New York braces for heavy snowfall that could be worst in two years

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New York City and other major cities in the northeastern United States are bracing for heavy snowfall from a powerful and fast-moving “Nor’easter” storm that is expected to cause power outages and significantly disrupt travel, work and classes.

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As a result, governors in several states, including New Jersey, New York and Massachusetts, are asking people to work from home and avoid non-essential travel, due to concerns that snow and high winds will create treacherous road conditions.

“Mother Nature is sending her love our way on Valentine’s Day in the form of a massive snowstorm,” New York Governor Kathy Hochul said Monday (13).

She warned of dangerous travel conditions and possible power outages.

Where did this come from?

Parts of the Northeastern United States, including New York City, could experience the heaviest snowfall in more than two years on Tuesday. Up to 5 centimeters of snow per hour is expected in the hardest-hit areas.

It’s worth remembering that the exact forecast remains uncertain, meaning that even small changes in the storm’s path could drastically alter which cities feel the biggest impact.

Recent forecasts show widespread heavy snowfall beginning Tuesday in southeastern Pennsylvania, New Jersey and New York and extending into southern New England.

Ahead of the storm, New York City’s transit authority began preparing rail lines, bridges and subway systems, including equipping buses with snow chains and positioning trains for de-icing and debris removal on outside tracks.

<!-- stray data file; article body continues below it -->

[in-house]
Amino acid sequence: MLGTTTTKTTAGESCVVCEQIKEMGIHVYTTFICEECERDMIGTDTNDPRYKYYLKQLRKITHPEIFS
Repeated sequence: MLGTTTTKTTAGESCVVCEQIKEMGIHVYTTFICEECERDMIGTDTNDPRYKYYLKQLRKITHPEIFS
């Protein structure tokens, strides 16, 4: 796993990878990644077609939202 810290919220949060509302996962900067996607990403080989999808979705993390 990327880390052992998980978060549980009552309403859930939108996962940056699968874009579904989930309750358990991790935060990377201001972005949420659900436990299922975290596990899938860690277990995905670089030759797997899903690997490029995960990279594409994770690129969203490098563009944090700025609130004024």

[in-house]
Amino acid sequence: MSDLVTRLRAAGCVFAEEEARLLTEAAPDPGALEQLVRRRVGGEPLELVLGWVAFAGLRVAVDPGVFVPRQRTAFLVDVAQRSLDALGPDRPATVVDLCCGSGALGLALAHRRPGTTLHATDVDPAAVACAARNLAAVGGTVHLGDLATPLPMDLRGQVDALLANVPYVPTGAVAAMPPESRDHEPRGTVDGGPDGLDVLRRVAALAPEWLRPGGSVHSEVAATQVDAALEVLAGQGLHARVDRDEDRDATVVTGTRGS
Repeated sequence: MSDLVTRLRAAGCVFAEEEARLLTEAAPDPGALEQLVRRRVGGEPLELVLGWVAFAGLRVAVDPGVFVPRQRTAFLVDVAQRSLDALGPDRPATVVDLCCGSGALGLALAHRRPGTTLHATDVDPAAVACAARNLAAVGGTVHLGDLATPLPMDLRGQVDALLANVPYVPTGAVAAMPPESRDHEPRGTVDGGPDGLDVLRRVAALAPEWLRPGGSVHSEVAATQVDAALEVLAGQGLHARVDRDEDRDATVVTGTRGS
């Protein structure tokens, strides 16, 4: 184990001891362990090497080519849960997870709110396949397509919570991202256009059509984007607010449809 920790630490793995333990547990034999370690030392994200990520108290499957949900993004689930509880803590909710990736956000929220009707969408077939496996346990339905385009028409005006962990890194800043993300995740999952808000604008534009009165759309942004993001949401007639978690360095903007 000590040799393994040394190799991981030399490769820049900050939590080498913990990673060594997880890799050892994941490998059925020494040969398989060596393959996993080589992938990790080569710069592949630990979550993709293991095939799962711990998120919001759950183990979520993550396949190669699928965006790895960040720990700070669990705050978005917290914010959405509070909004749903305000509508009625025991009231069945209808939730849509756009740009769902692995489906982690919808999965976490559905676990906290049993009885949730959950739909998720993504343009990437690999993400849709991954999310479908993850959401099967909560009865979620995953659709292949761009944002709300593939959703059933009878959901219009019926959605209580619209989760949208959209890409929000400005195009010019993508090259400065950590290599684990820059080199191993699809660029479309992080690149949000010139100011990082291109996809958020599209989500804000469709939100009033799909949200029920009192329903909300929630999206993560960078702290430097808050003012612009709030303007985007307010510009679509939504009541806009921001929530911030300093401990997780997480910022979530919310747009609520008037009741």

“People are used to a fairly mild winter, so take all necessary precautions,” Hochul said.

“If you can work remotely, that’s great because we want to make sure our roads are clear for plows, as always.”

With that, the heaviest snowfall is expected during New Yorkers’ morning commute and the city could receive up to 20 centimeters of snow by the end of the day, according to the local National Weather Service office.

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Additionally, New York City public schools will transition to remote learning on Tuesday. Elsewhere, classes were canceled in several city districts, including those in Boston; Newark, New Jersey; and New Haven, Connecticut.

In Massachusetts, where Boston could see up to 7 inches of snow, Gov. Maura Healey warned that the snow could become too heavy for plows to keep up with.

Clearing roads may take some time as wet snow combined with freezing temperatures can cause ice, the governor said.

Air travel across the region is already being affected. Of the nearly 1,000 U.S. flight cancellations on Tuesday, the majority occurred in or out of major airports in New York, Boston and New Jersey, according to FlightAware.

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